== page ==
The Future of WIC: EBT and Beyond

S. Blumenthal, E. Yang, H. England, J. Loyo, K. Horton, W. Willett, The Future of WIC: EBT and Beyond, Journal of the Academy of Nutrition and Dietetics, Volume 118, Issue 9, Supplement, 2018, Page A69, ISSN 2212-2672.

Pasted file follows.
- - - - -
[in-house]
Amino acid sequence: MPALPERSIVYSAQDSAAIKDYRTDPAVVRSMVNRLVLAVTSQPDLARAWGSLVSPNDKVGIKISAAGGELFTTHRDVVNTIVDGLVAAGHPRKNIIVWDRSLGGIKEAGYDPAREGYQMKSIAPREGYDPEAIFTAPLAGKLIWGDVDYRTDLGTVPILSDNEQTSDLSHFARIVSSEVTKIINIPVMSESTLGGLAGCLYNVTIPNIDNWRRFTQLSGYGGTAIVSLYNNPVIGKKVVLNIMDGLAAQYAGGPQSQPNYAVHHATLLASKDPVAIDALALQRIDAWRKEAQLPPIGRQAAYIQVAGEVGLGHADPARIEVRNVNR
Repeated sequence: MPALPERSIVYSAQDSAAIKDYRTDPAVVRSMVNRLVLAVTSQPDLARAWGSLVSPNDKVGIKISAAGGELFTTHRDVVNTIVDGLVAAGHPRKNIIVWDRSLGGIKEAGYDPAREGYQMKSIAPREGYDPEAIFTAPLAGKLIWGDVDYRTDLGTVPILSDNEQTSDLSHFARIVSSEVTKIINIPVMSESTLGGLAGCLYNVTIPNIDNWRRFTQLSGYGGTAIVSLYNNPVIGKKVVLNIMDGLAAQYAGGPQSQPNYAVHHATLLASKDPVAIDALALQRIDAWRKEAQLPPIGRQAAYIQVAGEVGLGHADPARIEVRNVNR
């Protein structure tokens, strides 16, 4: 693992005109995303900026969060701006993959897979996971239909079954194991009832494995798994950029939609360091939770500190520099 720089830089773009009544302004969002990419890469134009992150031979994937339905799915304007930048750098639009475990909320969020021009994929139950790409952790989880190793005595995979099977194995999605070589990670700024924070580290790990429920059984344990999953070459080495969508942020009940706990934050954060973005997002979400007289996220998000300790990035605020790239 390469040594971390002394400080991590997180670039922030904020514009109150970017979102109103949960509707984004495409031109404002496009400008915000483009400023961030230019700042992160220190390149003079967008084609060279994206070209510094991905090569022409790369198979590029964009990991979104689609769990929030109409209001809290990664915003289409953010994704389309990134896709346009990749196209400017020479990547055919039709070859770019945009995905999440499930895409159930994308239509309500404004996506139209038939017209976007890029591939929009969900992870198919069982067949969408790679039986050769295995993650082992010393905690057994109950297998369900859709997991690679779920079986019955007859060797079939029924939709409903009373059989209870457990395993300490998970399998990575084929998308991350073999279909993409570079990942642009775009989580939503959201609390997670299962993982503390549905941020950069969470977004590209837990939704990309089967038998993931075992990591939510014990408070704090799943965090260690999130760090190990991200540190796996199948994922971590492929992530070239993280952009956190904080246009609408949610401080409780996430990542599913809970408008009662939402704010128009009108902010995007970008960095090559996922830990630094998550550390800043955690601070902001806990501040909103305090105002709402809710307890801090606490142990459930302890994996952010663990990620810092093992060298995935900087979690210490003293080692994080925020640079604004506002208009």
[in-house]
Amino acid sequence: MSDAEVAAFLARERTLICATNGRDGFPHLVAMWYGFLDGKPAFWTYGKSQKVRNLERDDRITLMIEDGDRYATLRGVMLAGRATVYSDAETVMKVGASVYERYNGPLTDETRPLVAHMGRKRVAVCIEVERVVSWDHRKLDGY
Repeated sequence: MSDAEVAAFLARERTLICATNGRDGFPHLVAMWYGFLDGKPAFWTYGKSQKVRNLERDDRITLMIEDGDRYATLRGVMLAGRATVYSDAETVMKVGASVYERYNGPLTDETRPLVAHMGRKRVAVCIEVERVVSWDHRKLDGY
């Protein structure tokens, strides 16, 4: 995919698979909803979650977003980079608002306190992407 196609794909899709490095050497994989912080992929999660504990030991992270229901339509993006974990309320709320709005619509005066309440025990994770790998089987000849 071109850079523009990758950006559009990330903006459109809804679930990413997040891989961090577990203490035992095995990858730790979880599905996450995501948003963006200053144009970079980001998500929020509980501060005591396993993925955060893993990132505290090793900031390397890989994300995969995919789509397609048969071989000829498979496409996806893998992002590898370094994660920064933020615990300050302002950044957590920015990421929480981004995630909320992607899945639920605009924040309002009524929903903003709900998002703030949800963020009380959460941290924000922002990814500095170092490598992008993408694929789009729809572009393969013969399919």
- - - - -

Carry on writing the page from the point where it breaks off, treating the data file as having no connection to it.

The Special Supplemental Nutrition Program for Women, Infants, and Children (WIC), a $6 billion initiative, supports critical nutritional needs for 7.6 million mothers and children under the age of five who meet income eligibility guidelines and are determined to be at "nutritional risk". WIC participants face an additional challenge: an obesity epidemic co-existent with food insecurity in America. As more technology-savvy mothers in the Millennial Generation become eligible for WIC, the program must incorporate a "high tech, high touch" approach, delivering quality services in person and with 21st century technology. The Healthy, Hunger-Free Kids Act of 2010 mandates that by October 1, 2020 all WIC agencies must transition from paper vouchers to an Electronic Benefits Transfer (EBT) system for issuing participants’ food benefits. However, if the EBT card were combined with other technologies such as mobile apps and text messaging, this system has the potential to simplify applying for WIC, providing nutrition and child development interactive education, links to other health services, and reduce the 54% attrition rate of families from the program. In 2017, New America convened a Digital Health Summit in collaboration with the Massachusetts Institute of Technology Media Lab and the Harvard T.H. Chan School of Public Health bringing together leading technology companies including Amazon, Google, Twitter and Facebook with public health experts, researchers, futurists, designers, policymakers, food retailers and private sector collaborators to innovate the transition from paper vouchers to EBT with other technologies, reimagining what is possible for the WIC program in the Information Age.

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